This is an interesting thread on NASAWatch because it touches on a couple of topics. One is the generation gap between workers, how different generations really are, and how an organization gets the best out of a multigenerational work force. There are links to a PowerPoint (sorry, I don't know how to make the little trademark symbol with this blog software) presentation and a rather bare-bones report on how NASA is approaching this. The second, which Keith Cowing brings up based on the first, is why everything seems to be in PowerPoint and whether engineers are learning how to communicate in depth in written documents these days.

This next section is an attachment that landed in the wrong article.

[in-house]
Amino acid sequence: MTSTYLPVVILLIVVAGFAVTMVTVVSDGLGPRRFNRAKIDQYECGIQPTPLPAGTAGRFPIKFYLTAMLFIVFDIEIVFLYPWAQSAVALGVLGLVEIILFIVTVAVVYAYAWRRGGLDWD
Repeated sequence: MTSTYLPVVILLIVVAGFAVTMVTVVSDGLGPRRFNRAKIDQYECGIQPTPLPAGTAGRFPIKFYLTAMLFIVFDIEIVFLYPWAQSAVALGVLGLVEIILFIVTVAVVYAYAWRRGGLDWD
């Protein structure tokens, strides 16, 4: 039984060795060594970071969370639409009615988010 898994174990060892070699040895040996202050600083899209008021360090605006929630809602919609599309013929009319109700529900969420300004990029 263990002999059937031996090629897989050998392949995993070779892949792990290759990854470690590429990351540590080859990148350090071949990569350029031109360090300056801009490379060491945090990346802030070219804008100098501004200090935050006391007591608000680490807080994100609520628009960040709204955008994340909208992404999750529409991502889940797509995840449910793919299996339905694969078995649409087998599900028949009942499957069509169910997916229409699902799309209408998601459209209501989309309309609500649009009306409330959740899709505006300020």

COMMENT: I work for an international consulting firm where a PowerPoint "deck" is THE standard format for reports: products written out in Word or similar programs basically don't exist. I've learned to work well with this format, but I'll never like it. PowerPoint, to me, is a great gadget for presentations: it's not very good for depth and detail, unless you have hundreds of slides. "PowerPoint Engineering" was criticized by the Columbia Accident Investigation Board: if complex technical questions must be reduced to bullet points, context and depth are inevitably lost, and minority or dissenting views are usually part of what gets left out. Future historians are going to be hard put to reconstruct what our generation of humans did and thought from corporate and government archives. For that matter, I often can't reconstruct what people did five years ago. Indeed, I talk to authors who can't reconstruct their own work. That's why I keep a lot of hard copy as well as electronic records from every study effort of mine. I hope that habit spreads.